london,
04
June
2020
|
18:15
Europe/Amsterdam

Architecture competition launched to redesign historic city gardens

The City of London Corporation has launched a design competition to transform the Grade II listed gardens at Finsbury Circus, in the Square Mile.

This two-stage competition is to come up with the most creative and sustainable design ideas to return Finsbury Circus Gardens not only into a multifunctional public space with a pavilion but also into a sanctuary within the Square Mile.

The governing body is seeking a joint bid from an architect and a landscape architect to deliver a new design for the reinstatement of Finsbury Circus Gardens and Pavilion.

Finsbury Circus Gardens is the City’s largest open space at 2,200 sqm, and this unique opportunity seeks to reinstate the hard and soft landscaping and pavilion on a site, which for the last ten years, a substantial part has been used by Crossrail to provide access to the section of tunnel between Farringdon and Liverpool Street.

It is looking for an exemplary design which is sympathetic to the historic gardens and surrounding buildings.

The City Corporation will work with the successful professional team to deliver this exceptional scheme.

Finsbury Circus is the oldest and one of the most prestigious public parks in the City, receiving over two million visits year. In March 2010, Crossrail LTD (CRL) took possession of a substantial part of Finsbury Circus Garden for the purposes of a works site to construct its high-speed rail link. Approximately two thirds of the garden was occupied for its works, requiring the removal of the a bowling green, the historic drinking fountain (Grade II listed), and soft landscaping elements.

Historic features of the garden will be reinstated, such as the drinking fountain, which had been temporarily removed from site and are in storage.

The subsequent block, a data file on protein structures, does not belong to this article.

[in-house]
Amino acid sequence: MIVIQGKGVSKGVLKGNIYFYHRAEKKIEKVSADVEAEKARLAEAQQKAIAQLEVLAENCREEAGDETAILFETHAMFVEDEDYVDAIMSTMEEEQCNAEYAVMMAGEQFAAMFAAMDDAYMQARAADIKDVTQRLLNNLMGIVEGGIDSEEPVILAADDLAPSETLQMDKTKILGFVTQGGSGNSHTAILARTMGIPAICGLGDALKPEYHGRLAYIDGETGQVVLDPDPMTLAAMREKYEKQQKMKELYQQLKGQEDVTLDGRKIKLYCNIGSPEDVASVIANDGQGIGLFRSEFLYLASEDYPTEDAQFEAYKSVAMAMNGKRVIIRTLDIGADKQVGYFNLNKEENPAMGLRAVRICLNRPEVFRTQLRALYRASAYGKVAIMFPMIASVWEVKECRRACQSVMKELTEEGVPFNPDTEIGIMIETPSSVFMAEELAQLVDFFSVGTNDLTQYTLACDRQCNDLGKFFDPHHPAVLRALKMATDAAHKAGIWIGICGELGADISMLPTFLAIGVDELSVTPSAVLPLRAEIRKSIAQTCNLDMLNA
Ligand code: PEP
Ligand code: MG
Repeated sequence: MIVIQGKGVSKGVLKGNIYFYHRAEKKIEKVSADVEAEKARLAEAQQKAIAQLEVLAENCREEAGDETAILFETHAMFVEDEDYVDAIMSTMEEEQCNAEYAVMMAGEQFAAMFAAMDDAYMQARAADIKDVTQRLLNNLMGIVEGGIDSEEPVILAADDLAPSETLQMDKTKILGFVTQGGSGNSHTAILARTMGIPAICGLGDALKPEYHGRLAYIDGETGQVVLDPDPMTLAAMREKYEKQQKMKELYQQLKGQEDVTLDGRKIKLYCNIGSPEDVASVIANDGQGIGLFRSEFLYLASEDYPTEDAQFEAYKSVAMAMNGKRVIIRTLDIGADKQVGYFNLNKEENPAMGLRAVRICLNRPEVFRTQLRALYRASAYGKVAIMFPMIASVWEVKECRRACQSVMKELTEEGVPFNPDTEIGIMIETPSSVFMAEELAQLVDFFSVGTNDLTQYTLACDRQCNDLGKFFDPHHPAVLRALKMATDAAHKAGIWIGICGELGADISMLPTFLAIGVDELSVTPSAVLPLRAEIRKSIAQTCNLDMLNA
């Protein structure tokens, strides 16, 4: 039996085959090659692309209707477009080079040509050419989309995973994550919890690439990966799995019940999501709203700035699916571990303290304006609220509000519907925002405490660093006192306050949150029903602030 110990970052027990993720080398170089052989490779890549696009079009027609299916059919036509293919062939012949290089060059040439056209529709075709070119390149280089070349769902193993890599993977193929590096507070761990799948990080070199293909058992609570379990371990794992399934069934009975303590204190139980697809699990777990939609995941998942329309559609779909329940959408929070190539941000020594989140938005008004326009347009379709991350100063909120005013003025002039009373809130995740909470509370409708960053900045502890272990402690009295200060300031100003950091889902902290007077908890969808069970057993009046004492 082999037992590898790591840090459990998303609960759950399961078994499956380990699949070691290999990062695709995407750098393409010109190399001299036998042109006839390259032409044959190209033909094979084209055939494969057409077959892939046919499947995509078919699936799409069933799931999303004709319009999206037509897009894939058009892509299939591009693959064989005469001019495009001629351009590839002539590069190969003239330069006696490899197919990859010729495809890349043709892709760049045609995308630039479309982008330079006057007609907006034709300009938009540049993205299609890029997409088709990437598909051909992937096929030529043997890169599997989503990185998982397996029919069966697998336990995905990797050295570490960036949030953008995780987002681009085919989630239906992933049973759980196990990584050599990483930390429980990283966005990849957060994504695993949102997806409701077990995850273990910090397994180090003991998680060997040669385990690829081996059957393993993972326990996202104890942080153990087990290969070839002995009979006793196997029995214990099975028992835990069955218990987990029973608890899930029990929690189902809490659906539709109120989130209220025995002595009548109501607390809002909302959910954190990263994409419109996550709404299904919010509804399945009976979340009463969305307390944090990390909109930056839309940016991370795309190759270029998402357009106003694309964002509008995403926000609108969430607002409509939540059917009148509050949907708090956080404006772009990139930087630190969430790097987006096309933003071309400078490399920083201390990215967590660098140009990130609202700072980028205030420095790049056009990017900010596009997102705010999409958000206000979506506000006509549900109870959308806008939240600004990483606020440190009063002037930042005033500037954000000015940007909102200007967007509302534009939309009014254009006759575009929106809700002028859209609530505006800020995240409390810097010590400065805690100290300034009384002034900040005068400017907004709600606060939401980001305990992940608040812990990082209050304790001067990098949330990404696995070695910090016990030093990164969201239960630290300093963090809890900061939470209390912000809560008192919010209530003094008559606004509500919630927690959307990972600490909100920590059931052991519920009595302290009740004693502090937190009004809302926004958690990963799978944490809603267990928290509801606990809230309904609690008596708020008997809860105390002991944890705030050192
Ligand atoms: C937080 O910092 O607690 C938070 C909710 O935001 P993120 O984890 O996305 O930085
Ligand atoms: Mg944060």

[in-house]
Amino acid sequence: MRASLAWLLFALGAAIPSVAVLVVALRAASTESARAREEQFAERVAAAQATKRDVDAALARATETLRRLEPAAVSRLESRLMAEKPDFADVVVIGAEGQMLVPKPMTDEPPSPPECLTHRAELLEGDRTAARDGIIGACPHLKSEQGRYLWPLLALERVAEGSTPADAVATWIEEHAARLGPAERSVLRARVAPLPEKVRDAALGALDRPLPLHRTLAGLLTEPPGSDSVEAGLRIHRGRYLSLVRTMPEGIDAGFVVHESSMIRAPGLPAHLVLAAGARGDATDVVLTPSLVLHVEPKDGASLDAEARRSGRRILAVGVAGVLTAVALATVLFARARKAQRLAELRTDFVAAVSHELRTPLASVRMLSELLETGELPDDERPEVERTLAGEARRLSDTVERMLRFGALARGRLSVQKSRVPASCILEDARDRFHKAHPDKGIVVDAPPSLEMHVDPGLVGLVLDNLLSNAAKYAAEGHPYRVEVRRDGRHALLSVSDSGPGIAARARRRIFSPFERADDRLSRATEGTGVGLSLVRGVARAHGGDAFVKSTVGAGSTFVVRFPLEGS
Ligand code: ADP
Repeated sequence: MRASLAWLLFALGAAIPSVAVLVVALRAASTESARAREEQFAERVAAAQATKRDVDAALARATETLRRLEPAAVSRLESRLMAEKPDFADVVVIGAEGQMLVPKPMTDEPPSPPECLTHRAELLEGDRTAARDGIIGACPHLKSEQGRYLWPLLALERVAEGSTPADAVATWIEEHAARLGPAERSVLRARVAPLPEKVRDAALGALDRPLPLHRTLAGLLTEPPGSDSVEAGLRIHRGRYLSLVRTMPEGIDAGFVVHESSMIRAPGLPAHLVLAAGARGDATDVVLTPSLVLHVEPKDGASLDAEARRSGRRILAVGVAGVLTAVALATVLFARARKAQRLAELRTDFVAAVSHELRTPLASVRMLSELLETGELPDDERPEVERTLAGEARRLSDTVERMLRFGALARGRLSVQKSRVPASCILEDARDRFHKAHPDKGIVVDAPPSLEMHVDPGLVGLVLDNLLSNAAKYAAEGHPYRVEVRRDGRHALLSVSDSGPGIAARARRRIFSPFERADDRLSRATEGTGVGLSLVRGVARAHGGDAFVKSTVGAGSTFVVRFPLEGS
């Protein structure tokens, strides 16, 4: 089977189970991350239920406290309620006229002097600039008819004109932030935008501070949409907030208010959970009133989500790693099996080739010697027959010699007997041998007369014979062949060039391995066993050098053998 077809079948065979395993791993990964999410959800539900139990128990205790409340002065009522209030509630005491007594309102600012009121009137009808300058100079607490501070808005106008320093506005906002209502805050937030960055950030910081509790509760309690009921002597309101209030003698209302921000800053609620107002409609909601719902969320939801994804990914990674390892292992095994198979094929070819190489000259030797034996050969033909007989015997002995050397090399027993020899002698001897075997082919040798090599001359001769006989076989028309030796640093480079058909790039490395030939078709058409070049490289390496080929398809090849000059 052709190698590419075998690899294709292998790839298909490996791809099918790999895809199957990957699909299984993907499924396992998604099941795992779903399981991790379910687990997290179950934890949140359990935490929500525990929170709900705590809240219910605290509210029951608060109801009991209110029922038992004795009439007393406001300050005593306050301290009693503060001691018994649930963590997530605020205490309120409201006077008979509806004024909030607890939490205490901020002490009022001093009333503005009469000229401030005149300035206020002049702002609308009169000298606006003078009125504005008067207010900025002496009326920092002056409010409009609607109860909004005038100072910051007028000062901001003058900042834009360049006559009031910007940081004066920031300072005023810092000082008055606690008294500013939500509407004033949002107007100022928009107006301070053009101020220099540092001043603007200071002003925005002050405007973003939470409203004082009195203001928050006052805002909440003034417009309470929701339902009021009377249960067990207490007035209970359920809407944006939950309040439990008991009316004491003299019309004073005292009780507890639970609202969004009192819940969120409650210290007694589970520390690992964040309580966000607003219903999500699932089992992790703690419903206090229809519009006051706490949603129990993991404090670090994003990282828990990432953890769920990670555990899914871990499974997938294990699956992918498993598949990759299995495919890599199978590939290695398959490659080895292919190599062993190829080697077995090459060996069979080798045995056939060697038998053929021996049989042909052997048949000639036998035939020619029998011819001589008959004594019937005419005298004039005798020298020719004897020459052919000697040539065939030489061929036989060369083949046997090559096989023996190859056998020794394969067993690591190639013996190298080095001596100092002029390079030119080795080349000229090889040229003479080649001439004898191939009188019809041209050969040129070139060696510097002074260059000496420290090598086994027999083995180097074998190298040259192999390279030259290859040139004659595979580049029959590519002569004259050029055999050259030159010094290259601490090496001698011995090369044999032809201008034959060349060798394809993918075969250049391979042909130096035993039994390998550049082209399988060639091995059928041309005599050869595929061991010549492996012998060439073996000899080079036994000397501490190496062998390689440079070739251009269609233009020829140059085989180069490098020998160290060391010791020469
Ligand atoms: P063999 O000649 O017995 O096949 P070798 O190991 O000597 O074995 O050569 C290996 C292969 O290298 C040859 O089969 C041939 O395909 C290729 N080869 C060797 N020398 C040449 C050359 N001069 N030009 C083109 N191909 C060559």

Oliver Sells, Chairman of the City of London Corporation’s Open Spaces and City Gardens Committee, said:

“This is an exciting project to reinstate the oldest and largest public open space in the City of London. Since opening in the 17th century it has gone through many changes but it has been at the forefront of public garden design and many of those who have worked there have gone on to great things.

“We treasure and need our open spaces more than ever in today’s world as oases of peace, quiet and greenery, and I am determined that London shall have the very best we can offer. This is a chance, after a decade of occupation by Crossrail, to re-create a public garden worthy of this amazing and historic space. We are holding a public competition as we want to encourage new entrants, small firms and all in the garden design world to have a chance to make their mark. Good luck to all involved!”

To apply visit Capital Sourcing here. Applicants will have 30 days to apply, with the competition ending on 6 July 2020. Five entrants will make the shortlist, which will be announced in the coming months by the City Corporation.

The Garden has been owned by the City Corporation since 1812, but dates back to 1606 when it was laid out as London’s first public park.

It is Grade II listed on Historic England’s register of Parks & Gardens of Historic Interest and sits within the Finsbury Circus Conservation Area.

ENDS

Media Enquiries

Kristina Drake

Media Officer, City of London Corporation

Kristina.Drake@cityoflondon.gov.uk

07710860884 / 020 7332 1125

Notes to editors

About the City of London Corporation:

The City of London Corporation is the governing body of the Square Mile dedicated to a vibrant and thriving City, supporting a diverse and sustainable London within a globally successful UK.

www.cityoflondon.gov.uk 

The City Corporation protects and conserves 11,000 acres of green space in London and south east England – including Epping Forest and Hampstead Heath - and over 200 smaller ones in the Square Mile. They are funded by over £29million a year from the City Corporation and include important wildlife habitats, Sites of Special Scientific Interest and National Nature Reserves. They are protected from being built on by special legislation.

Its green spaces, most of which are charitable trusts, are run at little or no cost to the communities that they serve. They are funded by the City of London Corporation, together with donations, sponsorship, grants and income generated on site.